If issues come up, teachers help work through them with the student.
“When concerns arise on campus, our teachers and staff will help to support the student by talking with them and offering choices to manage the situation,” Ware said. “If the student is experiencing more intense emotions, either the MFT or student support specialist will intervene and work with the student.”
Koontz said that at the center of LePort’s philosophy is the ability to create trusting relationships among staff and students. This helps with the emotional issues that may arise.
“These relationships allow children to speak candidly with their teachers about a variety of topics and reach out when they are in need of support,” she said.
Borelli said that just by their very existence, schools can promote the well-being of their students by signaling normalcy, introducing structure into children’s lives and exposing them to peers and teachers.
“But schools can go further by explicitly addressing the mental health needs of their students as part of the curriculum — talking about stress and the impact of stress on health and well-being, and discussing ways of effectively managing stress,” said Borelli. “Teachers, too, need extra support during this time, as they are shouldering a tremendous deal of additional stress. School administrators should be checking in individually with teachers to see how they can meet the needs of teachers as well as discussing teacher and staff wellness at faculty and staff meetings. Finding ways of introducing stress-reducing activities into the curriculum can also be helpful.”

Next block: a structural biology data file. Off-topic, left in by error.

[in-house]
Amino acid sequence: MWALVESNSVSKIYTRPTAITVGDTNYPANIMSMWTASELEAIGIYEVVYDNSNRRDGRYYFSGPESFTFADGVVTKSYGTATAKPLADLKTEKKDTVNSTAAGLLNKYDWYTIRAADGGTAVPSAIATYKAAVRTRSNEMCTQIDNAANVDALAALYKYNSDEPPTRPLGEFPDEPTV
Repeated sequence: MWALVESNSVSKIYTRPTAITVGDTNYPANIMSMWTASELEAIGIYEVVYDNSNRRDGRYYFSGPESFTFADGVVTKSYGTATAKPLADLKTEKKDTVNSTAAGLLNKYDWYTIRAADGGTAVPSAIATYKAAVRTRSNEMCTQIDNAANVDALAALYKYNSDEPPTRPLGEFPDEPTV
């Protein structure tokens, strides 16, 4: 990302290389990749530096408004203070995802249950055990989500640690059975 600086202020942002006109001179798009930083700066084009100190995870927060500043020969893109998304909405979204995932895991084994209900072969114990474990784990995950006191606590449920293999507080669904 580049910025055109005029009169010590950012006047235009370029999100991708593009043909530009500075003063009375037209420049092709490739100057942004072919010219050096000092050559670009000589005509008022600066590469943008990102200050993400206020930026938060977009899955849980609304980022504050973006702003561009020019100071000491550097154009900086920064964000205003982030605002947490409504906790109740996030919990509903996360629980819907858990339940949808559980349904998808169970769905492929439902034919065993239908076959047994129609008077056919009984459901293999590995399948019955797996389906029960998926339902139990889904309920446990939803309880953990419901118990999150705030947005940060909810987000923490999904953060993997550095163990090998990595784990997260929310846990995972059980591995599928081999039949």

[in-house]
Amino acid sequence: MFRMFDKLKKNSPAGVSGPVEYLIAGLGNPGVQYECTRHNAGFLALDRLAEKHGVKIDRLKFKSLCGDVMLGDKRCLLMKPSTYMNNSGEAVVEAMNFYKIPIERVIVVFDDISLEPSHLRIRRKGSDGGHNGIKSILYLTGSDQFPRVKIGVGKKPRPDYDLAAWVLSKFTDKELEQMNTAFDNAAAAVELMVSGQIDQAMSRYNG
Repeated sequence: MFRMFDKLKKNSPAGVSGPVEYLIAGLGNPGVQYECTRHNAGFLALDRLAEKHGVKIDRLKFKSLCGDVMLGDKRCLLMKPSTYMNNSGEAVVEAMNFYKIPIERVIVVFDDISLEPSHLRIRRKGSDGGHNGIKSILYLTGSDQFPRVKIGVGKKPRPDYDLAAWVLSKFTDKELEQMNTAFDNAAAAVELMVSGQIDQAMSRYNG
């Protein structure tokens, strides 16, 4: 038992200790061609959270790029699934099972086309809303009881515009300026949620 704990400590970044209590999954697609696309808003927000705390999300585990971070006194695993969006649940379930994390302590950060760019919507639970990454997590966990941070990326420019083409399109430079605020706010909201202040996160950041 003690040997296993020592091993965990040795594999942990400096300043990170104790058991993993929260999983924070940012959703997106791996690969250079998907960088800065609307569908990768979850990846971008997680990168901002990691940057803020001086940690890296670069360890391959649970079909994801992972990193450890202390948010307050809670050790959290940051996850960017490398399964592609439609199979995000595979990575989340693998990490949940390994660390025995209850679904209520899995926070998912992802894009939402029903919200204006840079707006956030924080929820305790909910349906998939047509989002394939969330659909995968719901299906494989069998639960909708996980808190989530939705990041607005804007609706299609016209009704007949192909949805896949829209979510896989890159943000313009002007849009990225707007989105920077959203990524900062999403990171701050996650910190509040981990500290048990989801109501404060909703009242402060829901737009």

Addressing Emotional Needs at Home
Of course, home life is also an important part of emotional and mental wellness for families. Borelli said parents can help guide the way.
“Parents can open up and share when they are having a hard time managing the stress of everything or when they are feeling sad about the things they miss — modeling this type of open expression helps show children that it’s acceptable to share these feelings with others,” she said. “Parents can also share how they handle these hard feelings — by talking about them, thinking of things they can do that help them feel better, imagining better times in the near future, distracting themselves from things that are anxiety-provoking and can’t be fixed, and working towards accepting hard things they’ve lost and can’t regain.”
Parents can also give themselves a break.
“Parents are shouldering such a large burden right now by combining additional home education duties with working and they aren’t going to get it all right all of the time. They can be forgiving of themselves when they make a mistake and they can allow themselves time to decompress, to relax, and to have fun.”
Mitch Shaffer, Ph.D., program director of Stepping Forward Counseling Center in Irvine, said there are several things parents can do at home to facilitate social-emotional learning and help their children adjust.